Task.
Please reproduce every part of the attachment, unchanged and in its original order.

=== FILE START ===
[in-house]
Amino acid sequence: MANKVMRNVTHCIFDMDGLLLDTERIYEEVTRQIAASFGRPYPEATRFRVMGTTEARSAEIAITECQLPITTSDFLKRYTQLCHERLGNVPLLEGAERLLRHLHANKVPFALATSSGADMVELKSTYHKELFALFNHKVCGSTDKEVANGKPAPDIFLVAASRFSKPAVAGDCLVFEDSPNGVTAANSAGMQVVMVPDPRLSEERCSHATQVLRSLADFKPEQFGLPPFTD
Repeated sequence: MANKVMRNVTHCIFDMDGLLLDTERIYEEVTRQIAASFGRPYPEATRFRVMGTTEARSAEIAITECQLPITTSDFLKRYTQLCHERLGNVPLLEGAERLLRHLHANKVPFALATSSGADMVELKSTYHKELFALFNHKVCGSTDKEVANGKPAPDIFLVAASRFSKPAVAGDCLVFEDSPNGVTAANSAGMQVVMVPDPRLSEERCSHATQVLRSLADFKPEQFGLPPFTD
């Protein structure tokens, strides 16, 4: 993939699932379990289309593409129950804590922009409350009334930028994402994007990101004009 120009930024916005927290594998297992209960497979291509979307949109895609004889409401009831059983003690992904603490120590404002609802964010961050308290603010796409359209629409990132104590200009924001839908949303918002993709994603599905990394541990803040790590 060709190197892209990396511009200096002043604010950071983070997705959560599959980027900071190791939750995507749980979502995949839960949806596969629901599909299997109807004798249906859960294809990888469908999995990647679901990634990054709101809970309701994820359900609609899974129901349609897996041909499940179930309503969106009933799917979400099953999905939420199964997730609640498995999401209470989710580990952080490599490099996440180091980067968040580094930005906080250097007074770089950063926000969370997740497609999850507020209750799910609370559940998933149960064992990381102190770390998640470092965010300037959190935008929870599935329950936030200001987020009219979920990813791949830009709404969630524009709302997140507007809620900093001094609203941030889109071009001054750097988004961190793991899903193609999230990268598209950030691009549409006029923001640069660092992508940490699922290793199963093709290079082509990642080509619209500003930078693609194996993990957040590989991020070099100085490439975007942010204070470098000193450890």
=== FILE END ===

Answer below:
[in-house]
Amino acid sequence: MANKVMRNVTHCIFDMDGLLLDTERIYEEVTRQIAASFGRPYPEATRFRVMGTTEARSAEIAITECQLPITTSDFLKRYTQLCHERLGNVPLLEGAERLLRHLHANKVPFALATSSGADMVELKSTYHKELFALFNHKVCGSTDKEVANGKPAPDIFLVAASRFSKPAVAGDCLVFEDSPNGVTAANSAGMQVVMVPDPRLSEERCSHATQVLRSLADFKPEQFGLPPFTD
Repeated sequence: MANKVMRNVTHCIFDMDGLLLDTERIYEEVTRQIAASFGRPYPEATRFRVMGTTEARSAEIAITECQLPITTSDFLKRYTQLCHERLGNVPLLEGAERLLRHLHANKVPFALATSSGADMVELKSTYHKELFALFNHKVCGSTDKEVANGKPAPDIFLVAASRFSKPAVAGDCLVFEDSPNGVTAANSAGMQVVMVPDPRLSEERCSHATQVLRSLADFKPEQFGLPPFTD
């Protein structure tokens, strides 16, 4: 993939699932379990289309593409129950804590922009409350009334930028994402994007990101004009 120009930024916005927290594998297992209960497979291509979307949109895609004889409401009831059983003690992904603490120590404002609802964010961050308290603010796409359209629409990132104590200009924001839908949303918002993709994603599905990394541990803040790590 060709190197892209990396511009200096002043604010950071983070997705959560599959980027900071190791939750995507749980979502995949839960949806596969629901599909299997109807004798249906859960294809990888469908999995990647679901990634990054709101809970309701994820359900609609899974129901349609897996041909499940179930309503969106009933799917979400099953999905939420199964997730609640498995999401209470989710580990952080490599490099996440180091980067968040580094930005906080250097007074770089950063926000969370997740497609999850507020209750799910609370559940998933149960064992990381102190770390998640470092965010300037959190935008929870599935329950936030200001987020009219979920990813791949830009709404969630524009709302997140507007809620900093001094609203941030889109071009001054750097988004961190793991899903193609999230990268598209950030691009549409006029923001640069660092992508940490699922290793199963093709290079082509990642080509619209500003930078693609194996993990957040590989991020070099100085490439975007942010204070470098000193450890």